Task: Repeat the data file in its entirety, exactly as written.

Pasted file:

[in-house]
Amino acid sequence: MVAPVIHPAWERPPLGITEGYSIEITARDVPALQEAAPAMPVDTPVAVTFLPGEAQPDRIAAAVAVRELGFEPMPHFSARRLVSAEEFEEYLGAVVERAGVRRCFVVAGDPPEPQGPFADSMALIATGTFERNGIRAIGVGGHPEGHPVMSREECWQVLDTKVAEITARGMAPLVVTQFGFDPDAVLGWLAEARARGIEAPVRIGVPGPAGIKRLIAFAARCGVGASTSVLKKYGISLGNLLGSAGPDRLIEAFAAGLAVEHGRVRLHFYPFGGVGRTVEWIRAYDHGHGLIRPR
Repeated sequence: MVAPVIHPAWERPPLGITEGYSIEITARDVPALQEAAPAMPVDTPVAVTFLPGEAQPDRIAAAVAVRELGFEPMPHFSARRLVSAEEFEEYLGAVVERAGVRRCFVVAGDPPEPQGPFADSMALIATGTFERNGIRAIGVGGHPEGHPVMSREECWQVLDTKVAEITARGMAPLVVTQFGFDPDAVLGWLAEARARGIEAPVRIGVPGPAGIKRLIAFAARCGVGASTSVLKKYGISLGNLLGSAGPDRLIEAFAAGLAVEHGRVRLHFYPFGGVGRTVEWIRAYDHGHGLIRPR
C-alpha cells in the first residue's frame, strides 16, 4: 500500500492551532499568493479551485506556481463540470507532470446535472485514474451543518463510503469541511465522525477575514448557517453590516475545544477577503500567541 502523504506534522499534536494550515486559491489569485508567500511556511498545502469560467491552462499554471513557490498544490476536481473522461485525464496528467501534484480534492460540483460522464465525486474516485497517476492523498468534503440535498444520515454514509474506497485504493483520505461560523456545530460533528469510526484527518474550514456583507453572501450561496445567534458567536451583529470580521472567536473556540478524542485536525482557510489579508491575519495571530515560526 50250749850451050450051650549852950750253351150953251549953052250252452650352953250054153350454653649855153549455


[in-house]
Amino acid sequence: MVAPVIHPAWERPPLGITEGYSIEITARDVPALQEAAPAMPVDTPVAVTFLPGEAQPDRIAAAVAVRELGFEPMPHFSARRLVSAEEFEEYLGAVVERAGVRRCFVVAGDPPEPQGPFADSMALIATGTFERNGIRAIGVGGHPEGHPVMSREECWQVLDTKVAEITARGMAPLVVTQFGFDPDAVLGWLAEARARGIEAPVRIGVPGPAGIKRLIAFAARCGVGASTSVLKKYGISLGNLLGSAGPDRLIEAFAAGLAVEHGRVRLHFYPFGGVGRTVEWIRAYDHGHGLIRPR
Repeated sequence: MVAPVIHPAWERPPLGITEGYSIEITARDVPALQEAAPAMPVDTPVAVTFLPGEAQPDRIAAAVAVRELGFEPMPHFSARRLVSAEEFEEYLGAVVERAGVRRCFVVAGDPPEPQGPFADSMALIATGTFERNGIRAIGVGGHPEGHPVMSREECWQVLDTKVAEITARGMAPLVVTQFGFDPDAVLGWLAEARARGIEAPVRIGVPGPAGIKRLIAFAARCGVGASTSVLKKYGISLGNLLGSAGPDRLIEAFAAGLAVEHGRVRLHFYPFGGVGRTVEWIRAYDHGHGLIRPR
C-alpha cells in the first residue's frame, strides 16, 4: 500500500492551532499568493479551485506556481463540470507532470446535472485514474451543518463510503469541511465522525477575514448557517453590516475545544477577503500567541 502523504506534522499534536494550515486559491489569485508567500511556511498545502469560467491552462499554471513557490498544490476536481473522461485525464496528467501534484480534492460540483460522464465525486474516485497517476492523498468534503440535498444520515454514509474506497485504493483520505461560523456545530460533528469510526484527518474550514456583507453572501450561496445567534458567536451583529470580521472567536473556540478524542485536525482557510489579508491575519495571530515560526 50250749850451050450051650549852950750253351150953251549953052250252452650352953250054153350454653649855153549455